Friday, May 16, 2008

Bravery and Cowardice

Who is the coward? I am sure that there are gay Mormons out there who would label those who leave the church to pursue a homosexual lifestyle as cowards; they’re too weak to keep the commandments- too pusillanimous to follow what they know in their hearts to be true. They’re taking the easy way out.

Who is the coward? I am sure that there are gay Mormon renegades out there who would label those who choose to stay in the church as cowards; they’re too craven to leave what is comfortable, acceptable, and safe- too weak to genuinely explore and embrace their identity. They’re taking the easy way out.

Who is the coward? Who is insecure?

Thursday, May 15, 2008

So if you care to find me...

Hooray for California! It's about time.

Thursday, May 1, 2008

Meet Mr. Nietzsche

Friedrich Nietzsche is perhaps most well known as a philosopher for his quote “God is dead and we have killed him.” He thought Christians were brainwashed slaves- slaves of traditions and morals that favored underachievement (what Christians call humility), and of deception (the fact that we have a biased, self-glorifying concept of “good”). What then is “good” in Nietzsche’s mind? The will to power- that doesn’t necessarily mean power over other people; rather, Nietzsche is referring to having power over oneself. In other words, people should try to overcome the temptation to blindly accept widely held truths or traditions and be brave enough to question, delving into the unknown. In my mind, that is what takes real humility and courage.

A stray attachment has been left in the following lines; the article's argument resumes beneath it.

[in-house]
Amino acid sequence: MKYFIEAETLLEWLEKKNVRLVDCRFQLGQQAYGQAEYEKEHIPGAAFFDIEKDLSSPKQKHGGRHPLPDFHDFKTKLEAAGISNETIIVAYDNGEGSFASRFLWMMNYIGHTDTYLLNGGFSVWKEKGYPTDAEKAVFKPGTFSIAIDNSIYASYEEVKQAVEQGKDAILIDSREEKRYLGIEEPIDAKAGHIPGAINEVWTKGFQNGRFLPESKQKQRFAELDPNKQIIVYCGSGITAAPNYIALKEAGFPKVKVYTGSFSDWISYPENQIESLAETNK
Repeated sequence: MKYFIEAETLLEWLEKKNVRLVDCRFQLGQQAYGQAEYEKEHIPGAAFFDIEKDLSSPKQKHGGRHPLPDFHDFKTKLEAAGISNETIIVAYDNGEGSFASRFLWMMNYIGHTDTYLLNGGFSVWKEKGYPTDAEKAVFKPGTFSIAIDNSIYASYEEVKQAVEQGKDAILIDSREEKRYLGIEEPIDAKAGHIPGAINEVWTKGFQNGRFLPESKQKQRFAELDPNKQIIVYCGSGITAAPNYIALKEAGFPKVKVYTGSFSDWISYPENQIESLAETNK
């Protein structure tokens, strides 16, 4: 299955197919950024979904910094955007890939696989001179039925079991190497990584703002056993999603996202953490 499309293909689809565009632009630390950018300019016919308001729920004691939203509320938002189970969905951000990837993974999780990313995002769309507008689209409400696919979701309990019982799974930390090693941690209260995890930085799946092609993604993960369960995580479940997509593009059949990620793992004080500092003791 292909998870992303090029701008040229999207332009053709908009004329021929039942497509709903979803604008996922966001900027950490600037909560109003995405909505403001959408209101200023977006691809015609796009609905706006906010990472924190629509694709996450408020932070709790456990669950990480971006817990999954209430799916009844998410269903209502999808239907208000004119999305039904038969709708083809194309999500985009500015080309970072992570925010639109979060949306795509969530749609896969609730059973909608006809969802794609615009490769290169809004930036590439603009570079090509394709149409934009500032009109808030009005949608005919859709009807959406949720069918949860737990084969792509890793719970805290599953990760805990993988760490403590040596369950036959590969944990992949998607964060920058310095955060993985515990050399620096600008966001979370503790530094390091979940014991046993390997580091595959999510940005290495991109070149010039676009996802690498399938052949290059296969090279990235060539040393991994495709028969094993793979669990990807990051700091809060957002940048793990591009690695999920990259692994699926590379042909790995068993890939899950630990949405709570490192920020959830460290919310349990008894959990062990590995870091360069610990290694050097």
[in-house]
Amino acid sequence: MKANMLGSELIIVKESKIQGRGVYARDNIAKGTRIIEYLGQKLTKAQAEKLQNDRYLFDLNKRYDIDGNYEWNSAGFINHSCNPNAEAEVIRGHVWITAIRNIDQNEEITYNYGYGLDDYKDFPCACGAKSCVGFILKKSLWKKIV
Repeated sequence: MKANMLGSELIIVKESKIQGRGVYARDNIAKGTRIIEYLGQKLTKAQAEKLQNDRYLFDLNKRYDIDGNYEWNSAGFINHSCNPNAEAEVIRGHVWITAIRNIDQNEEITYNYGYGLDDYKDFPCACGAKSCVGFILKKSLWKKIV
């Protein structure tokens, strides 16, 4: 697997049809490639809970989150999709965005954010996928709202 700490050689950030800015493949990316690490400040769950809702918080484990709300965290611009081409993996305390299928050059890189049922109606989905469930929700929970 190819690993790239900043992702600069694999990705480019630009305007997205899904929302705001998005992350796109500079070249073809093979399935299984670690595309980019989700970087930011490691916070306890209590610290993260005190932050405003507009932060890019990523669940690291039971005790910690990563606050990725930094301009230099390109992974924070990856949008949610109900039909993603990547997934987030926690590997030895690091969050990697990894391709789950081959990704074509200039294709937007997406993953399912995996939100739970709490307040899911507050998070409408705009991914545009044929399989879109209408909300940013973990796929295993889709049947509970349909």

Nietzsche also condemns Christianity for parading as a love-filled way of life when so much of it is based in hatred and pity. The Christian doctrine of Final Judgment, he says, was born out of a bitter resentment that the lower class held toward the wealth and power of the noble class. Today it simply serves as a way for any Christian to feel satisfied that their enemies, the people that they envy, and those who belong to any opposing order of society will be punished, securing eternal power and superiority for the Christian.

Of course, I don't agree with everything that Nietzsche teaches (and I still consider myself to be a Christian), but I think his point of view deserves fair consideration. I think that most Christians, whether consciously or subconsciously passing judgments, fit Nietzsche's description- I know I certainly have felt a sense of validation or vindication on several occasions when I have reassured myself that some mean or stuck-up person would get theirs at Judgment Day. And I'm sure that there are plenty of Christians out there who rest easy because the feminists, the intellectuals, and the gays will all get their comeuppance in hell (or in the terrestrial kingdom, if you prefer). Am I wrong to think that this doesn't sound like a very loving way to think about other people? Really, it's not surprising at all that atheism is so popular. I think we all should be a little more Nietzschean.